It’s official. Last Saturday, chefs Kim Totzke and Laura Wilson—who individually built a fervent following at Yellow Porch and Wild Iris, respectively—took over the kitchen of Wild Boar, as Nashville’s most upscale and expensive restaurant tries to reposition itself as a more informal, accessible, affordable and inviting eatery, while maintaining its commitment to quality food, fine wine and attentive service.
The co-chefs—who intend to open their own restaurant in East Nashville next year—have spent the last week or so building a repertoire that relies heavily on bistro-brasserie classics, described by owner/GM Brett Allen as “simple, French-influenced fare.” Their first official night on the job was Tuesday of this week when they premiered the brand new menu.
Bistro classics like pommes frite with roasted garlic aioli, beef tenderloin carpaccio with a sunny-side-up egg, smoked salmon plate with capers, and crawfish croquettes with buerre blanc get the party started. Apps start at $5, with most in the $7 to $9 range; the only double-digit starter is for the pan-seared foie gras with green apples and hard cider reduction, still a deal at $15. Entrées are Provence country comfort: hanger steak with maitre d’hotel butter and pommes frites; roasted half-chicken with roasted fingerling potatoes, herb jus and preserved lemons; pan-seared salmon with polenta fries and caponata; shrimp pappardelle with green apples, pine nuts and chevre cream; plus an omelet, a roasted vegetable tart and a burger stuffed with foie gras, topped with garlic aioli and caramelized onions. Two main dishes—the crab-stuffed trout meuniere and the beef tenderloin filet—top out at $20 and $25, and all other entrées are between $12 and $18.
Allen says servers are trading their tuxes for white shirts, black pants and bistro aprons; he and longtime maitre d’ Abbe Ben Rahmoun are also wearing more casual attire, running the front of the house in shirt and tie minus the jacket. Patrons should feel free to do likewise. The silver domes that once topped plates as they were delivered to tables have been shelved. Food is available in the bar, which maintains the same hours as the restaurant, from 5:30-9:30 p.m., Tuesday through Saturday. Wild Boar is at 2014 Broadway, 329-1313.
Summer Eating Season officially kicked off at 8:26 a.m. on June 21, and Nashville restaurants that cook according to the harvest calendar have jumped in with gusto, their menus bursting with June product from local growers and coastal suppliers.
Watermark chef Joe Shaw recently took a brief breather at his old stomping grounds on the Florida Gulf, and apparently spent the drive down and back in culinary contemplation, flipping more than half the menu in the couple of weeks since his return. He takes thrice-weekly visits to the Farmers Market, which is reflected on several of the new dishes he and his team introduced last week. A required course is the green tomato starter: slices are lightly breaded and fried, stacked and plated with a creamy remoulade and morsels of Gulf crab. Another dish to sample soon before it rotates off are the tempura-battered squash blossoms, filled with herbed ricotta, fanned daintily around a mound of sweet-spicy green peach and jalapeno salsa. Slip away to the Gulf coast yourself on the cold seafood plate of shrimp, crab cocktail, grouper ceviche and crab claws with a crisp cucumber salad. New entrées include a wood-grilled Florida triggerfish with grits and crawfish etouffee; sautéed Carolina flounder with basil risotto and cherry tomato compote; and braised rabbit and grilled rabbit loin with bacon lardons, potato gnocchi, morel mushrooms and spring peas. Strawberries are sweet and juicy on shortcake with whipped cream.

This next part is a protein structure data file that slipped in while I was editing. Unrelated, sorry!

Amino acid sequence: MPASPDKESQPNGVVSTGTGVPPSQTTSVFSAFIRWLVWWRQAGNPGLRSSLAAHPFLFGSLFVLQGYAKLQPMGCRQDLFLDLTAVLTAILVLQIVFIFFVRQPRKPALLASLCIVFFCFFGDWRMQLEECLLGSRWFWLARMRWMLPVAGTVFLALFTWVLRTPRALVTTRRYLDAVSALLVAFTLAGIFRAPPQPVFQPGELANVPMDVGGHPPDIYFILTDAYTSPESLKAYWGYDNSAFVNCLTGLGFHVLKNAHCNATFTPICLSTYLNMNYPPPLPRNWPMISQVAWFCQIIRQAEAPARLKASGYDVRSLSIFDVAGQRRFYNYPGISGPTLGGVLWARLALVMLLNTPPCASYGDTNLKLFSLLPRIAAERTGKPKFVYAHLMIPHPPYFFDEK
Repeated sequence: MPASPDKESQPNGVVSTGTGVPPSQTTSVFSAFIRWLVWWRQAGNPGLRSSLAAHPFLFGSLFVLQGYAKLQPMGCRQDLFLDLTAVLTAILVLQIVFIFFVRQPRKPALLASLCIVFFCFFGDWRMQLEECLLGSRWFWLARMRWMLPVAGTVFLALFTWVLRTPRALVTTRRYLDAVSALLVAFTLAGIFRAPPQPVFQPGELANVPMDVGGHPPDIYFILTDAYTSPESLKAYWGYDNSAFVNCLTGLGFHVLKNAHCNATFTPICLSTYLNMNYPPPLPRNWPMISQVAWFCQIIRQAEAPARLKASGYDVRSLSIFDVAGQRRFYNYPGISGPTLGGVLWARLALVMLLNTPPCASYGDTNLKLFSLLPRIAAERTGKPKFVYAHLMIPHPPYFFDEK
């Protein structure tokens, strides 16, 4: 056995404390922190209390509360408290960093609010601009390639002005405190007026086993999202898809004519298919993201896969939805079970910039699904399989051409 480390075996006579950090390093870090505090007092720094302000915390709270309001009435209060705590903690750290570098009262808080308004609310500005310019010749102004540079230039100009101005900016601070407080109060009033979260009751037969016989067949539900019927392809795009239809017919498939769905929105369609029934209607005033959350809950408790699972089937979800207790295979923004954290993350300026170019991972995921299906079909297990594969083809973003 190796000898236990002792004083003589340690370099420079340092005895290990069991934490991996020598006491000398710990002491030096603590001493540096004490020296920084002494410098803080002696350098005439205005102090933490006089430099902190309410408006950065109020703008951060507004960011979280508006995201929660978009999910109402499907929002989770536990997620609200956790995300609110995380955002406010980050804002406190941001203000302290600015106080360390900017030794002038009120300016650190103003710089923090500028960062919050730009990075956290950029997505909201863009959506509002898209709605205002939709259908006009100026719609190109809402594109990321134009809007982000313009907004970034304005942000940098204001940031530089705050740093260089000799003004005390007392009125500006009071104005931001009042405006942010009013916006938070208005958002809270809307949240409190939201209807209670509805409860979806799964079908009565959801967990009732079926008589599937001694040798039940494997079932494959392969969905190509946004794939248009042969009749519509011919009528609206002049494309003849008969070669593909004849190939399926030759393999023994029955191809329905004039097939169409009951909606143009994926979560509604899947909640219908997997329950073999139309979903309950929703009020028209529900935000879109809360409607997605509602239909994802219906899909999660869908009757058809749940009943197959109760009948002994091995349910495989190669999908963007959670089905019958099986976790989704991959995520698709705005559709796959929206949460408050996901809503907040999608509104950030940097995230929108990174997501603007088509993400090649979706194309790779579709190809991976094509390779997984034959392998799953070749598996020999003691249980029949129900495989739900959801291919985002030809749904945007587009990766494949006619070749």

Chef Jason Brumm also took a little time off between seasons for some R&R, spending several days visiting wineries and notable restaurants in the Napa Valley. His menu revamp rolled out last week, unveiling several new starters and some seasonal entrée makeovers. In the former category, three items are neck and neck for Best Debut: the peekytoe crab salad with avocado, watermelon and key lime curd; heirloom tomatoes with smoked, salted mozzarella and fried squash blossoms; and tuna tartar with yuzu avocado sorbet, radish salad and sesame tuile. The Hawaiian Ahi tuna is now accompanied by baby corn, cherry tomato and spring bean succotash with a horseradish Tabasco mignonette; the halibut is crusted with chopped olives and teamed with artichokes, cippolini, roasted tomato, lemon fennel broth and saffron oil; the skate wing trades cauliflower tortellini for lobster tortellini and pancetta sherry vinaigrette for black-truffle brown butter; and the rack of lamb comes with fava beans, morel mushrooms, red onion marmalade and merlot thyme pan jus.
From its corner on 21st Avenue, Tayst is summerizing and supersizing the menu, introducing the Upscale Value Meal—multi-course, prix-fix tasting menus created and prepared daily by Chef Jeremy Barlow. The No. 1 is salad, entrée and dessert for $26 per person; No 2’s four courses begin with mussels and end with chocolate and is $35; No. 3 is soft shell crab, double-cooked venison, escolar and Krispy Kreme bread pudding, for $45. Would you like to supersize that? Wine pours—by the glass, half-glass or two-oz. portions—will be chosen for each course for as little as $15.
In Franklin, Saffire has lightened up the menu. The summer solstice delivers new starters such as the Italian seafood salad of flash-poached shrimp, calamari, mussels, and scallops marinated in fresh lemon and basil, and crawfish tails sautéed with Roma tomatoes, spinach and Brabent potatoes. Summer ’06 entrées include cioppino; Red Stripe salmon served with orange-coriander butter and callaloo greens; and grilled Gulf fish of the day served over cannelloni beans topped with Caponata relish and basil pesto.